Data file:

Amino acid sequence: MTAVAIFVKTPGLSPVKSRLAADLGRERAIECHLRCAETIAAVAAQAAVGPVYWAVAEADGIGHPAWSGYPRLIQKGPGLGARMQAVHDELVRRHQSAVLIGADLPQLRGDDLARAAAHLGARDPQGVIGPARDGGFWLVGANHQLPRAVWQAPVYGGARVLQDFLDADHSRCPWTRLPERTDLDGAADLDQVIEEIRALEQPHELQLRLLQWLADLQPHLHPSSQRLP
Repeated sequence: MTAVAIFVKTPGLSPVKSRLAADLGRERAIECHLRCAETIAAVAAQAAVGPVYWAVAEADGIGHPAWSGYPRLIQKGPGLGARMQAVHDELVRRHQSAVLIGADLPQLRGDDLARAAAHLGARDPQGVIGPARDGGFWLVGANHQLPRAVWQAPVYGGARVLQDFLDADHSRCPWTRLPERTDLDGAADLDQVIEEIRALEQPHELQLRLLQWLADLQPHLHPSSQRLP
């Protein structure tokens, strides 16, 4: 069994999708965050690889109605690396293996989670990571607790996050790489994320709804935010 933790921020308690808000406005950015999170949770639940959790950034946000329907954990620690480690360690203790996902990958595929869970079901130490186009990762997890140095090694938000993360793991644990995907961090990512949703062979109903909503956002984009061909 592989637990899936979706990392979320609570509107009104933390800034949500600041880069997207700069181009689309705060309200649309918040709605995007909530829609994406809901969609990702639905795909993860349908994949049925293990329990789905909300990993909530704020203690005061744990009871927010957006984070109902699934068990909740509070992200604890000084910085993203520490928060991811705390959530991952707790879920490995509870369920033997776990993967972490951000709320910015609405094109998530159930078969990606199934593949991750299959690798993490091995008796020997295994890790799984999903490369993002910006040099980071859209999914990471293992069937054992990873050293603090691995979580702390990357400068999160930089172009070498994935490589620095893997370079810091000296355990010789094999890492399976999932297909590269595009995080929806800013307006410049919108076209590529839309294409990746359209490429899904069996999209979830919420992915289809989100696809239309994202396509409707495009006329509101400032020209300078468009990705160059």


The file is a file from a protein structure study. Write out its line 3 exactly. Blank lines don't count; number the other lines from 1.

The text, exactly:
């Protein structure tokens, strides 16, 4: 069994999708965050690889109605690396293996989670990571607790996050790489994320709804935010 933790921020308690808000406005950015999170949770639940959790950034946000329907954990620690480690360690203790996902990958595929869970079901130490186009990762997890140095090694938000993360793991644990995907961090990512949703062979109903909503956002984009061909 592989637990899936979706990392979320609570509107009104933390800034949500600041880069997207700069181009689309705060309200649309918040709605995007909530829609994406809901969609990702639905795909993860349908994949049925293990329990789905909300990993909530704020203690005061744990009871927010957006984070109902699934068990909740509070992200604890000084910085993203520490928060991811705390959530991952707790879920490995509870369920033997776990993967972490951000709320910015609405094109998530159930078969990606199934593949991750299959690798993490091995008796020997295994890790799984999903490369993002910006040099980071859209999914990471293992069937054992990873050293603090691995979580702390990357400068999160930089172009070498994935490589620095893997370079810091000296355990010789094999890492399976999932297909590269595009995080929806800013307006410049919108076209590529839309294409990746359209490429899904069996999209979830919420992915289809989100696809239309994202396509409707495009006329509101400032020209300078468009990705160059």